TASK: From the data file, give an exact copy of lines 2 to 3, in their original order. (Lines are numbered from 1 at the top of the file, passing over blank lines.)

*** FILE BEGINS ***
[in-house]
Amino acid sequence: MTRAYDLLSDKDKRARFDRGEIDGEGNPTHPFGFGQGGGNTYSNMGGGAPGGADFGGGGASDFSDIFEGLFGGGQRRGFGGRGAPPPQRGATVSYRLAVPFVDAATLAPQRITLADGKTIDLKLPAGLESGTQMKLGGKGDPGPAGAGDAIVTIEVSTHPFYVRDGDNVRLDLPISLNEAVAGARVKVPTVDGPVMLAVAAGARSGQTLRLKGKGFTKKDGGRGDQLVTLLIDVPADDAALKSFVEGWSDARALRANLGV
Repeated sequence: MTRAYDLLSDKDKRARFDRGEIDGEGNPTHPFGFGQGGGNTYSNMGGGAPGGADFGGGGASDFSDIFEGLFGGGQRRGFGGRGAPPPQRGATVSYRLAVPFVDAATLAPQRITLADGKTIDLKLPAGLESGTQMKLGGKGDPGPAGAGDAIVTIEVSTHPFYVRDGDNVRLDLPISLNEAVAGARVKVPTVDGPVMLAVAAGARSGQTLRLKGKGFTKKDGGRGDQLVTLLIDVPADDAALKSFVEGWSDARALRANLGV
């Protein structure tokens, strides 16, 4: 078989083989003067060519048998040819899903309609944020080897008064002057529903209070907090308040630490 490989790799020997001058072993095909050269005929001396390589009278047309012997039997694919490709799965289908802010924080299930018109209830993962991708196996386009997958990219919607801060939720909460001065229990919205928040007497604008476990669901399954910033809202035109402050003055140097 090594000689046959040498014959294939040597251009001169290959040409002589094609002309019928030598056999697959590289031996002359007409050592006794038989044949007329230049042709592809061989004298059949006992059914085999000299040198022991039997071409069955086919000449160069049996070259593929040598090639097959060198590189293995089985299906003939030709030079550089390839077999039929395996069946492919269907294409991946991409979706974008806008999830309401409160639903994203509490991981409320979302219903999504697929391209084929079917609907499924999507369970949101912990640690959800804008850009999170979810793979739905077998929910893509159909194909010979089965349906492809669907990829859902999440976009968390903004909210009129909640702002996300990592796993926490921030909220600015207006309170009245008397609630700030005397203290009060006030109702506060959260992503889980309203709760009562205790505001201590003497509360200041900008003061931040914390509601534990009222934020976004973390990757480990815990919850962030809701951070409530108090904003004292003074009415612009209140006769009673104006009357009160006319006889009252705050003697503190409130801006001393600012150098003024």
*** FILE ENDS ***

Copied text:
Amino acid sequence: MTRAYDLLSDKDKRARFDRGEIDGEGNPTHPFGFGQGGGNTYSNMGGGAPGGADFGGGGASDFSDIFEGLFGGGQRRGFGGRGAPPPQRGATVSYRLAVPFVDAATLAPQRITLADGKTIDLKLPAGLESGTQMKLGGKGDPGPAGAGDAIVTIEVSTHPFYVRDGDNVRLDLPISLNEAVAGARVKVPTVDGPVMLAVAAGARSGQTLRLKGKGFTKKDGGRGDQLVTLLIDVPADDAALKSFVEGWSDARALRANLGV
Repeated sequence: MTRAYDLLSDKDKRARFDRGEIDGEGNPTHPFGFGQGGGNTYSNMGGGAPGGADFGGGGASDFSDIFEGLFGGGQRRGFGGRGAPPPQRGATVSYRLAVPFVDAATLAPQRITLADGKTIDLKLPAGLESGTQMKLGGKGDPGPAGAGDAIVTIEVSTHPFYVRDGDNVRLDLPISLNEAVAGARVKVPTVDGPVMLAVAAGARSGQTLRLKGKGFTKKDGGRGDQLVTLLIDVPADDAALKSFVEGWSDARALRANLGV